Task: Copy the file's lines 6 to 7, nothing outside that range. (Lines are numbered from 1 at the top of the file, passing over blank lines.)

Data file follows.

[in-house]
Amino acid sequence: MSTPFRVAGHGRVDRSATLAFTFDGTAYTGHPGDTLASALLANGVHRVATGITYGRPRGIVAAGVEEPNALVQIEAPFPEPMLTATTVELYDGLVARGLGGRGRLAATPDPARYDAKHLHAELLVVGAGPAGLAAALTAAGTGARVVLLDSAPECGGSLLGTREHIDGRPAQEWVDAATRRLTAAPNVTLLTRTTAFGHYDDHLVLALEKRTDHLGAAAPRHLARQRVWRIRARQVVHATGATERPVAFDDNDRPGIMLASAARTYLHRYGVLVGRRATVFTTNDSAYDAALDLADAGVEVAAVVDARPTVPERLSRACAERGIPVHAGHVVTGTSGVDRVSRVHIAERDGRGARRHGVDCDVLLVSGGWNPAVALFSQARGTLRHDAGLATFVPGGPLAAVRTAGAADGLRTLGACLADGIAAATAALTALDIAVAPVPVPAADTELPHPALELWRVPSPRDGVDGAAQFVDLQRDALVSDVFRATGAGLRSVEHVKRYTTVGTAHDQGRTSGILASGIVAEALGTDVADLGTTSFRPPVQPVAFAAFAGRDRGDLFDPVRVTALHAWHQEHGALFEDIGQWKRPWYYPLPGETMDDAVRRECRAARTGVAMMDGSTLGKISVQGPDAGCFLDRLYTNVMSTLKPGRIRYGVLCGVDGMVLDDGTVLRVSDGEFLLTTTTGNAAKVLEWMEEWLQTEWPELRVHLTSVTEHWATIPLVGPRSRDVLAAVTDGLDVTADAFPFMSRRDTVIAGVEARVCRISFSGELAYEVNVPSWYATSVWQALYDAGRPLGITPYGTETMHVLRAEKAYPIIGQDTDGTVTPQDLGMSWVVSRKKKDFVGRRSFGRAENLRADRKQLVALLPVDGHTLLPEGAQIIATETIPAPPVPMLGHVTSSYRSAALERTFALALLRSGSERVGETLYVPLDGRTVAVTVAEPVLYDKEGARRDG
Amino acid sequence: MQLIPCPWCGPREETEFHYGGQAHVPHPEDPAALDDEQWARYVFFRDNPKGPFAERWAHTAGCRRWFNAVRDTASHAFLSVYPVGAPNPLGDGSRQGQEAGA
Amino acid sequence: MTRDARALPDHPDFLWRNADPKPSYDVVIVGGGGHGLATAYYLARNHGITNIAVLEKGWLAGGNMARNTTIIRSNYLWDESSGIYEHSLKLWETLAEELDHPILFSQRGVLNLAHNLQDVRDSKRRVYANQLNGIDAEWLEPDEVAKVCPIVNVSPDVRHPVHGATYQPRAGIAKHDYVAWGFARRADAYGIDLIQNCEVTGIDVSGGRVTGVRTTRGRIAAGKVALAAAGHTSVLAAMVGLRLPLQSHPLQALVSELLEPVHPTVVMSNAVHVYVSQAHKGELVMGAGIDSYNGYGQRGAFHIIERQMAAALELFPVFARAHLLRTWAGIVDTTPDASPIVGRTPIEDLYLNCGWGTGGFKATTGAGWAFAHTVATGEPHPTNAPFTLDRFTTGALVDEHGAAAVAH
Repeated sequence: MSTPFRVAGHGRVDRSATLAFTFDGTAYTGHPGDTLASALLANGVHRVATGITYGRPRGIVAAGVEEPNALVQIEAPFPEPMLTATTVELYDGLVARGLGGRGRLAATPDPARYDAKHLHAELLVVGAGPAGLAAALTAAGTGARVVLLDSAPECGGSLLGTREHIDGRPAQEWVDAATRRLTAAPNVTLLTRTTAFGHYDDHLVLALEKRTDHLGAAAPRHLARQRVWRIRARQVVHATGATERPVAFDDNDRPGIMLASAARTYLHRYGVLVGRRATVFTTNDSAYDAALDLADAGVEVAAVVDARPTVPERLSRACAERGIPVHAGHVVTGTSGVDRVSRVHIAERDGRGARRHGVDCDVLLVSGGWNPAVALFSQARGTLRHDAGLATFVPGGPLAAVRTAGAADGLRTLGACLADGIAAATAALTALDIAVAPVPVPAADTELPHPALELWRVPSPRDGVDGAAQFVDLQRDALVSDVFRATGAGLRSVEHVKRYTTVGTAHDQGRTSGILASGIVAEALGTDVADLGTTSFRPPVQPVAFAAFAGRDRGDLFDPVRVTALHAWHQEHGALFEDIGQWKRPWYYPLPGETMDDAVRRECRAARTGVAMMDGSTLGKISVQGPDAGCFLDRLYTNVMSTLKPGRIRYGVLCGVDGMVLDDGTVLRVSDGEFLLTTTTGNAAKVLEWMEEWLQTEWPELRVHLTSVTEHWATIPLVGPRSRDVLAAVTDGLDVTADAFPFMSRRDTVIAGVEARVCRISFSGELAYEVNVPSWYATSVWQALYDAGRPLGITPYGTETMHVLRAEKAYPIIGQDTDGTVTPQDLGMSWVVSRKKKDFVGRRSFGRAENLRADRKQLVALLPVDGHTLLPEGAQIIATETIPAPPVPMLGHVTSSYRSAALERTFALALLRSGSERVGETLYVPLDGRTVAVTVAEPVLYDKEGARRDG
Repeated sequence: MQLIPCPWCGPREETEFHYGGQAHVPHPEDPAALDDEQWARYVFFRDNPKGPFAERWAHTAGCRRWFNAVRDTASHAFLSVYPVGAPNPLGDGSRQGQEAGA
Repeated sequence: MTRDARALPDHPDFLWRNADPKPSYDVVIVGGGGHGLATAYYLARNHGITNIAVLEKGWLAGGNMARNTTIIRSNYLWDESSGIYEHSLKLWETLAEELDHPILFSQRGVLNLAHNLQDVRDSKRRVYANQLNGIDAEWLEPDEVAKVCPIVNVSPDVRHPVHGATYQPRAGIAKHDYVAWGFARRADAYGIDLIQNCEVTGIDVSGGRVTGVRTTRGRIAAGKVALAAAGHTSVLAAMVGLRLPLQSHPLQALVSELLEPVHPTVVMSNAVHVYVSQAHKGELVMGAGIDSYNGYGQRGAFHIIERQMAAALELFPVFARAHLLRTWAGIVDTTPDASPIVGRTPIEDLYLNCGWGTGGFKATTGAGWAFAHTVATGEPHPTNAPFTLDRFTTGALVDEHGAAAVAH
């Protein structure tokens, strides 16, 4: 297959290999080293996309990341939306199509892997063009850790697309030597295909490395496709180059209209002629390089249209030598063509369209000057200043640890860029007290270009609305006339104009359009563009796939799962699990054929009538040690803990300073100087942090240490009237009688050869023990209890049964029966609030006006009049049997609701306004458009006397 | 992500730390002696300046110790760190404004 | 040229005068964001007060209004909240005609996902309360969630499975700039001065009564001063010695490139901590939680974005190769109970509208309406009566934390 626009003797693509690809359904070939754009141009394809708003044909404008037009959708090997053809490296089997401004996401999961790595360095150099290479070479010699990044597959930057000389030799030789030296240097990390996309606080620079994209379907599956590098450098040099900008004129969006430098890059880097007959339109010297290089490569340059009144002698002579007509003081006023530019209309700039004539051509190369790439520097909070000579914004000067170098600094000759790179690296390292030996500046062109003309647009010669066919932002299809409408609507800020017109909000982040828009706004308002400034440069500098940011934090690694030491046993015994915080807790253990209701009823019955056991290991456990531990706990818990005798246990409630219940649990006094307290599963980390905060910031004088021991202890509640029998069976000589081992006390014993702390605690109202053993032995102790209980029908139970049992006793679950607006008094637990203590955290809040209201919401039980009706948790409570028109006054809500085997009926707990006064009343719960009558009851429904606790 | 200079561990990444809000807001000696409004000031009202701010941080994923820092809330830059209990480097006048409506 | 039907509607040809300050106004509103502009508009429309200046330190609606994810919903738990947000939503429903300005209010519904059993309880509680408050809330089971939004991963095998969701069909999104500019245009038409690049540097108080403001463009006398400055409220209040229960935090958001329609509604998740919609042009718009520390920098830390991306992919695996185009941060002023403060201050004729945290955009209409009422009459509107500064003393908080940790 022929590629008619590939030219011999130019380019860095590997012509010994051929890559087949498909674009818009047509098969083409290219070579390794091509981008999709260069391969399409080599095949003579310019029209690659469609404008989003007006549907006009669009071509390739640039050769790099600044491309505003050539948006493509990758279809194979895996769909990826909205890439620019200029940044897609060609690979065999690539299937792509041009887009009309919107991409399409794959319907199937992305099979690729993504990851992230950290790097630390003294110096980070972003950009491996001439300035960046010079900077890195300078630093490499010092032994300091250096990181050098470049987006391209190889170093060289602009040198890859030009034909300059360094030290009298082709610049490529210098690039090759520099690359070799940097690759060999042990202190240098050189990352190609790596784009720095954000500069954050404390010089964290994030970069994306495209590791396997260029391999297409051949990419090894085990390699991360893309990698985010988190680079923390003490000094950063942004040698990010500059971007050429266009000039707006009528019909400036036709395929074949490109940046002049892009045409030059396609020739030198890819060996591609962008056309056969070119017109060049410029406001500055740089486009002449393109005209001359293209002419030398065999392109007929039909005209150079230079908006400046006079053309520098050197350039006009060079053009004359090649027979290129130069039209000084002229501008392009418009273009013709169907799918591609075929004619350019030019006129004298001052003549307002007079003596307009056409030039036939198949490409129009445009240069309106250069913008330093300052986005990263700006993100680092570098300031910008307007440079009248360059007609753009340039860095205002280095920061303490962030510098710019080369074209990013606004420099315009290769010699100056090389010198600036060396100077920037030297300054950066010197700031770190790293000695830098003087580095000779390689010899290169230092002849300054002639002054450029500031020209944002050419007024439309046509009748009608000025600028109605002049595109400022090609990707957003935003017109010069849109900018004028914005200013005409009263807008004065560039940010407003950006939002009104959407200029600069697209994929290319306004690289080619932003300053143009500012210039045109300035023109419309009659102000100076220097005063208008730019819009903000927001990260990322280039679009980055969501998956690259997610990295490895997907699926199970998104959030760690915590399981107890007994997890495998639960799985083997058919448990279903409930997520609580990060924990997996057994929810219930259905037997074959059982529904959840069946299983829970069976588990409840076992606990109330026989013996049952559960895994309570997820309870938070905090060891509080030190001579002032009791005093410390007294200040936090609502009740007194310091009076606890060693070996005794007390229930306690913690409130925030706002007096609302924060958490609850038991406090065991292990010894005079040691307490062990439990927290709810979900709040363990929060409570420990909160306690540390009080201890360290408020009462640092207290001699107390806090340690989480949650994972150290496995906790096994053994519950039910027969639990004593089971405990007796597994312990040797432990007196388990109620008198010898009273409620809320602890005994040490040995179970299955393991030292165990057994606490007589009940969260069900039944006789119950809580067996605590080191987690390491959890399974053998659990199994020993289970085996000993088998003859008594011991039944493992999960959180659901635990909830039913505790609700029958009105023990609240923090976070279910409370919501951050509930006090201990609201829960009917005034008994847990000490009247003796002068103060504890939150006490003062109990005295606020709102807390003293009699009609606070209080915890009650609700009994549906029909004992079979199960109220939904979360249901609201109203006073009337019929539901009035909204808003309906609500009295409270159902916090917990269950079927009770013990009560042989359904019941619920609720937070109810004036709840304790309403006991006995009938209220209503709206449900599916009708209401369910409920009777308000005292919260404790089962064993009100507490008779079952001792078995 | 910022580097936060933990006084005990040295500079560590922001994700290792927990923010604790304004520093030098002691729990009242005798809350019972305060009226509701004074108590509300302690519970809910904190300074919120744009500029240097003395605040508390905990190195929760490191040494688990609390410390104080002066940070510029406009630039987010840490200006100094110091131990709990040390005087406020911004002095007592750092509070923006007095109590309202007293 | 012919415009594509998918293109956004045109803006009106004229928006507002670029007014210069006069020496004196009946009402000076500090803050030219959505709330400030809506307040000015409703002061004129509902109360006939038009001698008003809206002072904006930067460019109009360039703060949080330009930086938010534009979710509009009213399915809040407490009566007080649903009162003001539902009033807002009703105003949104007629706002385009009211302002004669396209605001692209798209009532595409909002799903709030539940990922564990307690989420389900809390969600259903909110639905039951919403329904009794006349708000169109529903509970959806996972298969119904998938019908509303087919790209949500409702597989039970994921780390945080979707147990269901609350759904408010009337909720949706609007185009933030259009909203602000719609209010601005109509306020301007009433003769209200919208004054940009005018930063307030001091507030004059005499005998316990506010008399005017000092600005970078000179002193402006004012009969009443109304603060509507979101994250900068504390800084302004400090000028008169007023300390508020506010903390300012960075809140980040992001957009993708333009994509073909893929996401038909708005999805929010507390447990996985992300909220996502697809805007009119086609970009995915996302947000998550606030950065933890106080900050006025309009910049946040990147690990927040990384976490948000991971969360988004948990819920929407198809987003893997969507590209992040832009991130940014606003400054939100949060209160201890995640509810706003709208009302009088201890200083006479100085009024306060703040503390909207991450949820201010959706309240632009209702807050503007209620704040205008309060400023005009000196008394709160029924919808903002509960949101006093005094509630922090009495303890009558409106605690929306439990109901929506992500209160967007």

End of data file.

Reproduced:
Repeated sequence: MQLIPCPWCGPREETEFHYGGQAHVPHPEDPAALDDEQWARYVFFRDNPKGPFAERWAHTAGCRRWFNAVRDTASHAFLSVYPVGAPNPLGDGSRQGQEAGA
Repeated sequence: MTRDARALPDHPDFLWRNADPKPSYDVVIVGGGGHGLATAYYLARNHGITNIAVLEKGWLAGGNMARNTTIIRSNYLWDESSGIYEHSLKLWETLAEELDHPILFSQRGVLNLAHNLQDVRDSKRRVYANQLNGIDAEWLEPDEVAKVCPIVNVSPDVRHPVHGATYQPRAGIAKHDYVAWGFARRADAYGIDLIQNCEVTGIDVSGGRVTGVRTTRGRIAAGKVALAAAGHTSVLAAMVGLRLPLQSHPLQALVSELLEPVHPTVVMSNAVHVYVSQAHKGELVMGAGIDSYNGYGQRGAFHIIERQMAAALELFPVFARAHLLRTWAGIVDTTPDASPIVGRTPIEDLYLNCGWGTGGFKATTGAGWAFAHTVATGEPHPTNAPFTLDRFTTGALVDEHGAAAVAH